15. #55
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    Quote Originally Posted by Skittl1321 View Post
    ...

    And by extension, I feel awful for William and Kate. They have to feel guilty for their association, even though they are truly blameless here.
    I understand what you mean, but I don't think William and Kate should nor probably do feel at all "guilty" of anything. They were victimized too in a careless and thoughtless way. Certainly, they must be feeling very sad as expressed in their press statement, which is not what they should have to be feeling during what should be a happy and joyful time for them. This just highlights the need for the media and other frenzied followers, as posters have mentioned, to "back-off" and respect William's and Kate's humanity and desire to live with as much privacy and normalcy as they possibly can under the circumstances of their very public lives.

    Very sad situation. Understandably and rightly so, no personal details about the nurse/ receptionist are being given out and her family has asked for privacy, with all inquiries being forwarded to the police. It doesn't really matter what other situations might have existed in this woman's life, or whether it was simply the overwhelming sense of guilt, embarrassment, fear of repercussions, and/ or being made the butt of jokes for the rest of her life that drove her to apparently commit suicide. The fact remains a person has died senselessly and that is a horrible shame.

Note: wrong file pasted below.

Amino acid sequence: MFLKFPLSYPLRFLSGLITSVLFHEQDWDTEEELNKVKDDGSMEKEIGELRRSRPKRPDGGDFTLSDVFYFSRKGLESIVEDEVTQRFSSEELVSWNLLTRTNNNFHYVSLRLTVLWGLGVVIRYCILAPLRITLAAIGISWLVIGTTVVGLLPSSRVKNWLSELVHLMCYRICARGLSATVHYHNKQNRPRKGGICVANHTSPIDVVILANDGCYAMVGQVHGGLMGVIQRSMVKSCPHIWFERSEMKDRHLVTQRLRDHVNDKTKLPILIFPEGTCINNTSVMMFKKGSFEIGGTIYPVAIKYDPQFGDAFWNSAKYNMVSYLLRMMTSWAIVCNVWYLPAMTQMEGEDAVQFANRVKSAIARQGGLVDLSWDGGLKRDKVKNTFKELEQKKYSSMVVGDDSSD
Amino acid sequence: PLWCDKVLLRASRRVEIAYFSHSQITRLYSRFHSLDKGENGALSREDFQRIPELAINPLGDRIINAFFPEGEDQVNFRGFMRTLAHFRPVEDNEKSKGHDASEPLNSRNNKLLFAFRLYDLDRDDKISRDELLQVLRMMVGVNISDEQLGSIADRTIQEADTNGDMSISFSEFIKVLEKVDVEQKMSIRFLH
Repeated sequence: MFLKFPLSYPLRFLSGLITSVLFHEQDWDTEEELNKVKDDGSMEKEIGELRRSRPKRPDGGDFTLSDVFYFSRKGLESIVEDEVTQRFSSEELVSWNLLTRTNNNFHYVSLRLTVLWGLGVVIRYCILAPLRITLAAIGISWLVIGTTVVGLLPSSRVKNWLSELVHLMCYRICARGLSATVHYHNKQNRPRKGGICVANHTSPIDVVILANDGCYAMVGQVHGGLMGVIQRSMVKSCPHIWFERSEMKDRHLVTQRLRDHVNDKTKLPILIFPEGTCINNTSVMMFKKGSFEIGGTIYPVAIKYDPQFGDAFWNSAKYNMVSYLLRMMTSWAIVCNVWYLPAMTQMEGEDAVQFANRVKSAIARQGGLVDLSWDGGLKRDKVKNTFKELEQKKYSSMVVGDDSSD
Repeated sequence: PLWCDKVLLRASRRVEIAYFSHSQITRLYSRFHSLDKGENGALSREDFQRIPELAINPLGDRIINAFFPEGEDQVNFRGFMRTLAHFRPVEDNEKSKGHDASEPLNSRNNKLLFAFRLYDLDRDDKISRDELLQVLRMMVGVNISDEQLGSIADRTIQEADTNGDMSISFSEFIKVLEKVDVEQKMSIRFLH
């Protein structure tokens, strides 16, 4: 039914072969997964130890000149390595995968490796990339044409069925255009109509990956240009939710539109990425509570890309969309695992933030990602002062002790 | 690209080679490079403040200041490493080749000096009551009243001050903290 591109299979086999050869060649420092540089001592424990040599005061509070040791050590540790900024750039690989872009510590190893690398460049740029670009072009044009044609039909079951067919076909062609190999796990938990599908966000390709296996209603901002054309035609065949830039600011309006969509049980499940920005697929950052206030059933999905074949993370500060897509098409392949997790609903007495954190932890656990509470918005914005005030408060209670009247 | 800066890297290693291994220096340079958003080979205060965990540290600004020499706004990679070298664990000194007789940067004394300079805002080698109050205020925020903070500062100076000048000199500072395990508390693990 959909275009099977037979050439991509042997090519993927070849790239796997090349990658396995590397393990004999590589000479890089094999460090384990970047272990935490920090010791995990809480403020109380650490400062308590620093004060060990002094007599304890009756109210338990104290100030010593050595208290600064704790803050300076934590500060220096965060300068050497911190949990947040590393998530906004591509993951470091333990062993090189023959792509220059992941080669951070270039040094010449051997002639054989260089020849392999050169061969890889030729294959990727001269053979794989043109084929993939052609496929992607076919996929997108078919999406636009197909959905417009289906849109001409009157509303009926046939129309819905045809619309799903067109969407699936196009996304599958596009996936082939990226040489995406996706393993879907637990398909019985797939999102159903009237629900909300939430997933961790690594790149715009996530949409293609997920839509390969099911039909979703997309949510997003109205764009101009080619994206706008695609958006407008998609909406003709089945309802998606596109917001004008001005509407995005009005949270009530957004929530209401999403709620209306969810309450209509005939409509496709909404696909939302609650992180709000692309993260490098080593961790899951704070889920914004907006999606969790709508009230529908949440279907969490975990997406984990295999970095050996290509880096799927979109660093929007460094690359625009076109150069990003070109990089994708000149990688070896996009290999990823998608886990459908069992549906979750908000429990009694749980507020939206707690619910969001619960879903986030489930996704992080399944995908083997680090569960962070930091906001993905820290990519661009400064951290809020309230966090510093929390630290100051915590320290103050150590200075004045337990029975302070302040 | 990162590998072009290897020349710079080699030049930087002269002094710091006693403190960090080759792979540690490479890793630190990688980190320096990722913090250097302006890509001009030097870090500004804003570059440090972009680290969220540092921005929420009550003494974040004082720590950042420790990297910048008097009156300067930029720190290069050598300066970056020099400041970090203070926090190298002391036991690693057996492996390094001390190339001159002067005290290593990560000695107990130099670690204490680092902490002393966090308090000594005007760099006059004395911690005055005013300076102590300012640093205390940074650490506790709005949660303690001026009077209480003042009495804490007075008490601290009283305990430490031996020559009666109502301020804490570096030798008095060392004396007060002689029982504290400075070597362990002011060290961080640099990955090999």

It makes me realize how awful a person must feel to make such a decision, without their being able to comprehend in that moment that taking their own life to make the pain go away will not actually solve anything and there will be no way to take it back and redeem or rise above their despair. The DJs should really think very hard about what they can do for the rest of their lives to make a positive difference in raising awareness about suicide, and/ or working with depressed people, and with teenagers to advocate against suicide. They should of course also think about doing something to help the children and family of the deceased woman.

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    It makes me realize how awful a person must feel to make such a decision, without their being able to comprehend in that moment that taking their own life to make the pain go away will not actually solve anything and there will be no way to take it back and redeem or rise above their despair. The DJs should really think very hard about what they can do for the rest of their lives to make a positive difference in raising awareness about suicide, and/ or working with depressed people, and with teenagers to advocate against suicide. They should of course also think about doing something to help the children and family of the deceased woman.